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    « Money, Money | Main | 'Be Skeptical' of Slate Mailers »

    October 31, 2008


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    Although it will be difficult for most, I am sure that employees would rather lose 2% accross the board of all employees than see more layoffs and their workloads increased again.

    I thought the state required the children be in school X amount of hours....if we are surpassing the required time, by all means shut school down early by 3 weeks- or maybe do what some cities have done- go to a 4 day work week having Friday's off. Will 3 weeks closed really save $20 million?

    Now does the Administration Building and San Juan Hills High School still look like good ideas for the millions spent? I hardly think so. Perhaps in a better market the Administration Building could be sold for at least what it cost to build, but today? Probably not, so we, our children and the loyal, dedicated teachers suffer so Carter, Fleming and their ilk can collect nice six figure incomes without fear of penalties such as shorten class days,lower wages, inadeqate educational opportunities, etc. Sounds like the fairy tale it is.

    Yes Carter...you should take a cut in pay. How much do you make? Let's not forget the contract with the golden parachute...18 months severance pay? Outrageous!

    Carter says he's going to run the district like a business now. That is good. But one has to wonder how he was running it previously...

    Not only did Superintendent Carter threaten to shorten the school year by 3-4 weeks in an attempt to cut spending; he also announced today that it is all but inevitable that -- next year -- "extracurricular" programs like music, art, and physical education (along with the certified teachers who provide this important aspect of education) will be removed from the district's curriculum. This in spite of wagonloads of data that demonstrate that exposure to and involvement with the arts enhances a student's "basic" learning (e.g., the 3 R's). This is especially important at the elementary school level, when the child's brain is still rapidly developing. So, if these cuts are implemented, not only will about 100 CUSD teachers be without jobs, but tens of thousands of CUSD students will be deprived of basic educational tools -- not to mention the joy of exposure to and competence in the arts. And the CUSD will inevitably become no better than a third-world school system. Which will drive any parent who cares, and can somehow find the money, to send their children to private schools that offer a complete learning experience. What a shame -- verging on criminal child neglect -- in one of the wealthiest areas of the most powerful country on earth!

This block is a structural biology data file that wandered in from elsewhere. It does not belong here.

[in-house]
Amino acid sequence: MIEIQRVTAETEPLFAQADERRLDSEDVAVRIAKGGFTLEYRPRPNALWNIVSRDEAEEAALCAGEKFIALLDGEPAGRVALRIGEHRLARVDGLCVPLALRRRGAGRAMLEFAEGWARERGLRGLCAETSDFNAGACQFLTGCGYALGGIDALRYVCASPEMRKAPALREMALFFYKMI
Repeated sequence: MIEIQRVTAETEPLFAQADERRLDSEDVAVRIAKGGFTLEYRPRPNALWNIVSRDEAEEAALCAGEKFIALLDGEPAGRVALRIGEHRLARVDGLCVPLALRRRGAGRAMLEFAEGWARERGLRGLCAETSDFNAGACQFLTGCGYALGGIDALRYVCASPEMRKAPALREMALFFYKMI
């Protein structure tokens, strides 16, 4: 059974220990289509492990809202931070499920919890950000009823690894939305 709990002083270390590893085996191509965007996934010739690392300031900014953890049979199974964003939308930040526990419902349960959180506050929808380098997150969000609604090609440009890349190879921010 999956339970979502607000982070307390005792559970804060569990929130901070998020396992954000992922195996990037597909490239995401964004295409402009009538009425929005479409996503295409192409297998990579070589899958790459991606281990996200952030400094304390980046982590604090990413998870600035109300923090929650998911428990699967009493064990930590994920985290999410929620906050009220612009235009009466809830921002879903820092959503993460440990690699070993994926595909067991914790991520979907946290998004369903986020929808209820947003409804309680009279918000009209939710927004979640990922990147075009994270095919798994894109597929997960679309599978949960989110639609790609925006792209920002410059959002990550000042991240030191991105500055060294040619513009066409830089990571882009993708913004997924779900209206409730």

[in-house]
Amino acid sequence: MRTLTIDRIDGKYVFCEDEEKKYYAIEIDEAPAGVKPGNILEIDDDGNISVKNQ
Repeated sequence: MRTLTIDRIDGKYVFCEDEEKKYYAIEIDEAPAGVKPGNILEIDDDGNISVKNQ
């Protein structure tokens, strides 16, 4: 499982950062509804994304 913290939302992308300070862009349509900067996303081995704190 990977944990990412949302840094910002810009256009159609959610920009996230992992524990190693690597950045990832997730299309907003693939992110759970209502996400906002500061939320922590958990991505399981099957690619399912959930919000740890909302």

Vouchers, anyone?

    OR how about a complete overhaul of the way education is funded in this state - to the tune of $11k/year per child yet only about $6-$7k actually gets to the school district and most of that goes to salaries leaving very little room to negotiate much. The little that makes it into the general fund is divided in categoricals that limit spending. Like the fact that while we're looking at losing such "enrichments" as music, high school math teachers are piloting new textbooks. Really? We need new math books right now??

    Anyone who has done any research can tell you that vouchers are not the gift we all want them to be. In the states where vouchers are being used, there has been no improvement in the performance of students - there has been no drop, but no improvement, the statistics remain pretty much the same. More importantly, in Milwaukee, the only children using vouchers are the kids who were already in private school to begin with. None of the children who qualified for a voucher who were in the public schools to begin with, used the vouchers. Various reasons for were stated for declining to use them - still can't afford tuition (what a shock!), couldn't get transportation to the new schools, didn't qualify academically......the list goes on.